Of course, if anyone has come across a website or guide that actually *has* done the experiments and found RAW to be demonstrably superior, I would very much like to hear of it -- to an extent, I'm just playing devil's advocate here; I'm not by any means fundamentally opposed to RAW files, I'm just trying to question some of the same old edicts that seem to be layed out in all the explanations and guides without any accompanying evidence.

- Simon
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Old Aug 5, 2006, 8:50 PM   #4
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You're right that some of the things that can be done in RAW can also be done in programs like PS, although perhaps not with the same degree of precision or elan. White balance is one. Once white balance is fixed in Jpeg conversion, it's fixed, and what PS' "white balance" correction does is something else. A RAW converter's WB setting tool is entirely straightforward; you're actually changing the WB, not merely adjusting RBG and saturation values. I also agree that JPEGs taken at top settings allow for numerous resaves before any compression artifacts begin showing up.

What I like about RAW is mainly the ability to go back later and easily "redevelop the negative" from scratch, with different values from any previous development. And when I adjust the WB, I know I'm actually adjusting the WB, not merely the RGB values. Different RAW converters have different ways of handling color as well, which makes it important to get one that works well with your camera's kind of RAW files. Here's a recent example I posted to another forum regarding the highlight color controller in Silkypix:

. . .It is admittedly a bit difficult to see results in many cases, but there are occasions when it is a lifesaver. A quick shoot of a sleeping bee on a bush a few nights ago gave me some material to illustrate its usefullness.

First of all, Silkypix is a Japanese RAW developer that was ported to English by the Japanese themselves, so its English is pretty wonky; for example, the highlight controller menu has three sliders, named:

1. Saturation <-> Tone
2. Saturation <-> Hue
3. Restoration

However, at least one of these is seriously mislabeled. A better translation might be:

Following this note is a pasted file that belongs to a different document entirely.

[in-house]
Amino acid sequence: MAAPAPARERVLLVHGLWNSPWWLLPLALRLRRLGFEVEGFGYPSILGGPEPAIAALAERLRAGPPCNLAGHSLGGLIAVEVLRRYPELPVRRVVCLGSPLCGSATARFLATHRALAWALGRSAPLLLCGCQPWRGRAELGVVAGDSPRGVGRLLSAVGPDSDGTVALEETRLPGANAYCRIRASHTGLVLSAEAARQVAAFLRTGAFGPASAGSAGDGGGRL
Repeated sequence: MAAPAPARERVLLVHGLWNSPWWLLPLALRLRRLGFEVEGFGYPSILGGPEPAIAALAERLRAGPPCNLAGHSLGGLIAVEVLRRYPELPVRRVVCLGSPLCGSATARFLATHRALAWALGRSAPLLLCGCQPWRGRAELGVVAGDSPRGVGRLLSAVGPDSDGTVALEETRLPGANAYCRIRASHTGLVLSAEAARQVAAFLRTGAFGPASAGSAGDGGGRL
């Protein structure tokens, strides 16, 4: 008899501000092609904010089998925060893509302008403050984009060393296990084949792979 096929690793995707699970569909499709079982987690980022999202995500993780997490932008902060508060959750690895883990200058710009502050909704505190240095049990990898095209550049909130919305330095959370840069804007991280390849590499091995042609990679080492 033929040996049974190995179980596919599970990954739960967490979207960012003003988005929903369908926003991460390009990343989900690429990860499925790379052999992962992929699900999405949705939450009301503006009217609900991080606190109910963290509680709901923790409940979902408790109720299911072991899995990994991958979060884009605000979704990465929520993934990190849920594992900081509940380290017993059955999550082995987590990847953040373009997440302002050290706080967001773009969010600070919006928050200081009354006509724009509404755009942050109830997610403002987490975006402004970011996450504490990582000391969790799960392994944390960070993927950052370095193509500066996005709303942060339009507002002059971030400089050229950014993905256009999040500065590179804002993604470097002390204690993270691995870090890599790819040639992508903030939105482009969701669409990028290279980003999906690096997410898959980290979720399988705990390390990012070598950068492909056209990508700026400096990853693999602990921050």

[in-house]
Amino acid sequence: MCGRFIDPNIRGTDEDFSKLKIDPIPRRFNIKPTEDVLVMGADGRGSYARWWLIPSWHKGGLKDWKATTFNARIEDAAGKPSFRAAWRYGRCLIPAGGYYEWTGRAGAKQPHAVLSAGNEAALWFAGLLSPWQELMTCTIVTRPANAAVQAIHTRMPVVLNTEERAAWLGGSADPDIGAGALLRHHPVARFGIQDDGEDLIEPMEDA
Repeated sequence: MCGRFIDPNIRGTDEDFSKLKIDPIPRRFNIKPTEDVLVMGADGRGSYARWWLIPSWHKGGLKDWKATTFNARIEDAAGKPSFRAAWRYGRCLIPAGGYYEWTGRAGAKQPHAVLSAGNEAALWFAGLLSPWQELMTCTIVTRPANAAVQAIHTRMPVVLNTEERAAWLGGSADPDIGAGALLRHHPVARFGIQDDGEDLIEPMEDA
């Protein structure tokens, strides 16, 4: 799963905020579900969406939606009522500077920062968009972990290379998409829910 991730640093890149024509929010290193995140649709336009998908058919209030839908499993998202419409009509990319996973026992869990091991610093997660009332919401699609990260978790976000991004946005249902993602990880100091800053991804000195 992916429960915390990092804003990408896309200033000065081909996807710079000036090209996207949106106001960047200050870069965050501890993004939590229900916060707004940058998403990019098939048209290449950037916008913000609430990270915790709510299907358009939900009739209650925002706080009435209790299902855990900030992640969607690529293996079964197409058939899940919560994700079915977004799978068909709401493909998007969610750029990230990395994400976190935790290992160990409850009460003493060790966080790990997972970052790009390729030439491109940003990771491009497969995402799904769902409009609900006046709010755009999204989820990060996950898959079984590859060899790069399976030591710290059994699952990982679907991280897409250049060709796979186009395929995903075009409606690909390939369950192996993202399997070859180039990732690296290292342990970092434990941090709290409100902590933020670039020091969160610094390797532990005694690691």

1. Chroma emphasis <-> Luminance emphasis

2. Saturation <-> Hue

3. Highlight Compensation (or Highlight Restoration)

With that much understood, the following is one of the frames I took the other night. I was shooting this with the Olympus E-300 + ED 50mm f2.0 macro; illumination was a hand-held flashlight (also necessary for focusing in the pitch black), and this frame came out seriously underexposed:

This is straight from the camera, all Silkypix controls at their default, so this is basically what a Jpeg from the camera would have looked like. The histogram's right side is about in the middle of the graph, so while all the highlight info is there, it isn't being used to advantage. So I raise the Silkypix EV to +1.0 to correct the overall underexposure, and get this:

Raising the exposure has overexposed several of the petals in the flower, resulting in washed out color. Here's where the highlight color controller comes in. I move the top slider "Saturation <-> Tone" (=Chroma emphasis <-> Luminance emphasis) fully to the left (0 = full chroma emphasis), and get this result:

Virtually all of the overexposure has been corrected, but the saturation is still too low, so now I move the 2nd slider ("Saturation <-> Hue") toward the left until I get a pleasant result; here, I move it from its center 128 position to the left until I get to 28, where I stop:

Despite the 1 stop overexposure in pp, the highlight controller has corrected for the excessive local luminance and loss in saturation. After using the other main controls to fine-tune the WB, overall contrast and color, I get the following final result (resized and sharpened in PS7):

The subject and picture aren't all that impressive, but I thought it made a good example of this technique.

This sort of adjustment might be possible in PS as well, but you'd be doing different things with the colors to achieve it.